When a student in the bachelor of fine arts program nears the end of their degree, they are given the opportunity to do a senior exhibition, in which they plan and execute an exhibit of their artwork.
Megan Bahre, 22, is the first student this semester to have her senior exhibit on display in the Art Building this semester. Her senior exhibit runs until March 23 and Bahre gave her gallery talk last Thursday. There she explained the pieces in her
exhibit and where her inspiration for the work derived from.
“Self Discovery” is the name of Bahre’s exhibit and it centers on just that. Bahre chose paintings, prints and photographs that represent her past, present and future.
“I realized I was just conforming to who I thought everyone wanted me to be,” said Bahre. “Who I thought they wanted me to be or what I thought teachers wanted me to do or what would impress them the most. I took that and started to go back into my past and figure out what got me where I am today and then I went from that to who I am right now. Then I looked to the future and about who I would want to be.”
The gallery in the Art Building is just inside the front door of the art building along the front area before the classrooms. Bahre’s painting “Marbles” is on display on the left wall when you first enter the building. Bahre said the painting goes back to childhood and toys that she enjoyed but is also about the restrictions placed on children.
Next Bahre talked about 35 mm photographs she took of Horne Park, where she played as a child. She spoke
about the decay of the park and the process in which she applied an effect to the photographs placing crumpled tissue paper over the photo paper in the darkroom.
“It’s very dark and very, very moody and almost nightmarish, ” said Bahre.
“I did have lots of fun times there though.”
Another part of the exhibit includes photographs from a road trip around Kansas Bahre took with her father. This represents how important her family relationships are to her.
“It was a motorcycle ride with my father,” said Bahre. “I am a huge daddy’s girl.
My other family members, my mom, sister and brother, they helped me name the photos; pick out which ones I wanted in the book. So this book would never have been finished or made without them.”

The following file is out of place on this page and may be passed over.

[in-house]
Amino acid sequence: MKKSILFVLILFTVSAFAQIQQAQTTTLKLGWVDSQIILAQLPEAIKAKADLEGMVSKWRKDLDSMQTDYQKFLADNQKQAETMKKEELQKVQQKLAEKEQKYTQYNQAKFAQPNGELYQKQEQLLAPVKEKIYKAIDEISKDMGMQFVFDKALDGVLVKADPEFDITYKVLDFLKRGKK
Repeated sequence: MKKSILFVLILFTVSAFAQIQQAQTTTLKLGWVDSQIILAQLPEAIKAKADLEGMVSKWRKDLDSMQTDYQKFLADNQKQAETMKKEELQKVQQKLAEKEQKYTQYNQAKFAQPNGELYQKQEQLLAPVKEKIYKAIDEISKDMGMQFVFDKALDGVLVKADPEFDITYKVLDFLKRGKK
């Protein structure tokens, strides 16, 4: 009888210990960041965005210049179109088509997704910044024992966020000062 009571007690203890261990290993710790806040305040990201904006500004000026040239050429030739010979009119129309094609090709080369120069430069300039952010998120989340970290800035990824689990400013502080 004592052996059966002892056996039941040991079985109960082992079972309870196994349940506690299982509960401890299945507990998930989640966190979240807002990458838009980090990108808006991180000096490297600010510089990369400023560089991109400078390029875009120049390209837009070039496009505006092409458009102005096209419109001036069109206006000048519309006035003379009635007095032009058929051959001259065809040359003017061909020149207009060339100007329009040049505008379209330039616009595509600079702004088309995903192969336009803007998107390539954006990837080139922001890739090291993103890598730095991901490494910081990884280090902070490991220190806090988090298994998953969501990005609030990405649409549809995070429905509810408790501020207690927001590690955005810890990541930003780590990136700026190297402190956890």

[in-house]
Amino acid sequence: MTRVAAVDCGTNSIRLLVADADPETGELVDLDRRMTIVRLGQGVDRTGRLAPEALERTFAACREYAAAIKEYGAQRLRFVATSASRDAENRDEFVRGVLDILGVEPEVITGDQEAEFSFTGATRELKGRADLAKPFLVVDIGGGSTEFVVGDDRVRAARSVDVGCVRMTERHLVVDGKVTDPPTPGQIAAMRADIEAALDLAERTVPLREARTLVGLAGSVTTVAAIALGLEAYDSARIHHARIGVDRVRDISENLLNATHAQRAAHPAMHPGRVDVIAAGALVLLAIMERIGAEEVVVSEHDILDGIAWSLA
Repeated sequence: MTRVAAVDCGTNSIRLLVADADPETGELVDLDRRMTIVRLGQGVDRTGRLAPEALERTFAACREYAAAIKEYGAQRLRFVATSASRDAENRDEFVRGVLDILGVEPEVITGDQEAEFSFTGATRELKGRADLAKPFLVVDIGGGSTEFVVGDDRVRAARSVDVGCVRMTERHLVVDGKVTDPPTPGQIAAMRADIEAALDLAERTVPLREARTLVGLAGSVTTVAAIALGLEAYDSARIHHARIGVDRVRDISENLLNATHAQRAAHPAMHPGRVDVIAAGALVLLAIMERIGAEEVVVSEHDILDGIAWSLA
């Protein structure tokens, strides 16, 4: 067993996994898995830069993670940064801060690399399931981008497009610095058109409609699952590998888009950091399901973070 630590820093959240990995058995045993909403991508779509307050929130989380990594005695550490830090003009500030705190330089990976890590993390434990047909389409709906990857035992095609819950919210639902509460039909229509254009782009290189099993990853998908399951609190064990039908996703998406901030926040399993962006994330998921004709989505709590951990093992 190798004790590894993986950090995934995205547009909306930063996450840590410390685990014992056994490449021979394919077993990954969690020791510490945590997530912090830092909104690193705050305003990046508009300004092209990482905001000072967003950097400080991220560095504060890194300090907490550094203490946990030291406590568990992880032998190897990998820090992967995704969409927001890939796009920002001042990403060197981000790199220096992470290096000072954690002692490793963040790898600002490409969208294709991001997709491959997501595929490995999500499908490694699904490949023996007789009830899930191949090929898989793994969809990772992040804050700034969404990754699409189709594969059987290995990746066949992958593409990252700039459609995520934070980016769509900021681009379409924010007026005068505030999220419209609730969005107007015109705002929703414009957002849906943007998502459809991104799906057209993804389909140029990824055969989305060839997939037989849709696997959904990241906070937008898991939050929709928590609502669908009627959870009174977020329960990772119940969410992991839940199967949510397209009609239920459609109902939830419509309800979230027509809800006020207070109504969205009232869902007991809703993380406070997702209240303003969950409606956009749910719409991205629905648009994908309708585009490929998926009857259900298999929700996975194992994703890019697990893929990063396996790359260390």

There are also two colorful oil paintings and prints she did using paper, plate and stone lithography. Finally, there are digital images of Bahre in which the skeleton is revealed underneath. Bahre said these represent who she wants to be; “very confident, self assertive” with “inner structure to help stand tall.”
When putting together a senior exhibition, the student has a faculty mentor to help with the exhibit. Bahre’s faculty mentor on her exhibit is MaryDorsey Wanless, who has also been an important mentor during her time at Washburn. “My main mentor is MaryDorsey Wanless,” said Bahre. “She is the photography teacher. But I’ve had multiple teachers that have inspired me.”
Glenda Taylor, art department chair, gave information on Washburn’s senior exhibitions.
“The ability to have a solo senior exhibit is fairly unique,” said Taylor. “Most places have too many people and not enough space and have to have group exhibitions or are part of a group exhibition. This is completely different than planning your own exhibition, putting it up by yourself and controlling all the content.”
Taylor said it’s a professional experience and also the cumulative experience from the bachelor of fine arts program. She also talked about the exhibit done by Bahre.
“She has a really nice, cohesive exhibit and I think that’s a strength of this exhibit,” said Taylor. “All the works she’s chosen have a quality to them. They’re all well-done, well-crafted quality artworks. That’s a characteristic we hope all seniors have. Every piece in that senior exhibit is worthy of a senior exhibit. She did a